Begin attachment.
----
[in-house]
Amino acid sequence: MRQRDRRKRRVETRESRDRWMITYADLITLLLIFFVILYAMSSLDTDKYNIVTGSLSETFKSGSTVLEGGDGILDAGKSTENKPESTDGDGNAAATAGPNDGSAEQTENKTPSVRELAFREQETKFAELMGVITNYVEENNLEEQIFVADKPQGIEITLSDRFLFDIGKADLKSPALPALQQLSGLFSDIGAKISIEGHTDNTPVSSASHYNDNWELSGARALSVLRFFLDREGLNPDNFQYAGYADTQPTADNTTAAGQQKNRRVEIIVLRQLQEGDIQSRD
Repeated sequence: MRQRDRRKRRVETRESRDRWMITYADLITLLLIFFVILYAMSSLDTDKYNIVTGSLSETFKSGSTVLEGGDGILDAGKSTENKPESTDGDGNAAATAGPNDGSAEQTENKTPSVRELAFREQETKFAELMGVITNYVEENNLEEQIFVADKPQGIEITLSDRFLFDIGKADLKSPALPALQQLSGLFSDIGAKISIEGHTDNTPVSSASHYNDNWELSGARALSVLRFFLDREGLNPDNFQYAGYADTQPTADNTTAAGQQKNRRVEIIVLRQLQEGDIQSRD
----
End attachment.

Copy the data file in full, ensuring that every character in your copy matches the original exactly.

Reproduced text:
[in-house]
Amino acid sequence: MRQRDRRKRRVETRESRDRWMITYADLITLLLIFFVILYAMSSLDTDKYNIVTGSLSETFKSGSTVLEGGDGILDAGKSTENKPESTDGDGNAAATAGPNDGSAEQTENKTPSVRELAFREQETKFAELMGVITNYVEENNLEEQIFVADKPQGIEITLSDRFLFDIGKADLKSPALPALQQLSGLFSDIGAKISIEGHTDNTPVSSASHYNDNWELSGARALSVLRFFLDREGLNPDNFQYAGYADTQPTADNTTAAGQQKNRRVEIIVLRQLQEGDIQSRD
Repeated sequence: MRQRDRRKRRVETRESRDRWMITYADLITLLLIFFVILYAMSSLDTDKYNIVTGSLSETFKSGSTVLEGGDGILDAGKSTENKPESTDGDGNAAATAGPNDGSAEQTENKTPSVRELAFREQETKFAELMGVITNYVEENNLEEQIFVADKPQGIEITLSDRFLFDIGKADLKSPALPALQQLSGLFSDIGAKISIEGHTDNTPVSSASHYNDNWELSGARALSVLRFFLDREGLNPDNFQYAGYADTQPTADNTTAAGQQKNRRVEIIVLRQLQEGDIQSRD